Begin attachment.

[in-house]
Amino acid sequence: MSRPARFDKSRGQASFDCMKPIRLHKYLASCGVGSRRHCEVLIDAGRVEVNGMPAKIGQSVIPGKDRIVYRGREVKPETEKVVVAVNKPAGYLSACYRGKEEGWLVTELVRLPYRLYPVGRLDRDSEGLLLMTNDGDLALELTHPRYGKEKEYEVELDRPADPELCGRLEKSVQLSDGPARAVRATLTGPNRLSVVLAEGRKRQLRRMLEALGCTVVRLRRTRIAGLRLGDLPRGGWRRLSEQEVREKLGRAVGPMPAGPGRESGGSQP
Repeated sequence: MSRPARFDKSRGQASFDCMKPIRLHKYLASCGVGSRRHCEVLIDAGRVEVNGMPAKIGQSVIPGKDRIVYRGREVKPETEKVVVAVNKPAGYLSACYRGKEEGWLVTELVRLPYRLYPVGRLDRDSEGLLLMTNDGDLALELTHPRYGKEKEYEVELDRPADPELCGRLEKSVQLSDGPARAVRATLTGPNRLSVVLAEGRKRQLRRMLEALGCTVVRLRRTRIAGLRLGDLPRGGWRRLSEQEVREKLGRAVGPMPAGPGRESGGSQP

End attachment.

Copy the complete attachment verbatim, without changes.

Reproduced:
[in-house]
Amino acid sequence: MSRPARFDKSRGQASFDCMKPIRLHKYLASCGVGSRRHCEVLIDAGRVEVNGMPAKIGQSVIPGKDRIVYRGREVKPETEKVVVAVNKPAGYLSACYRGKEEGWLVTELVRLPYRLYPVGRLDRDSEGLLLMTNDGDLALELTHPRYGKEKEYEVELDRPADPELCGRLEKSVQLSDGPARAVRATLTGPNRLSVVLAEGRKRQLRRMLEALGCTVVRLRRTRIAGLRLGDLPRGGWRRLSEQEVREKLGRAVGPMPAGPGRESGGSQP
Repeated sequence: MSRPARFDKSRGQASFDCMKPIRLHKYLASCGVGSRRHCEVLIDAGRVEVNGMPAKIGQSVIPGKDRIVYRGREVKPETEKVVVAVNKPAGYLSACYRGKEEGWLVTELVRLPYRLYPVGRLDRDSEGLLLMTNDGDLALELTHPRYGKEKEYEVELDRPADPELCGRLEKSVQLSDGPARAVRATLTGPNRLSVVLAEGRKRQLRRMLEALGCTVVRLRRTRIAGLRLGDLPRGGWRRLSEQEVREKLGRAVGPMPAGPGRESGGSQP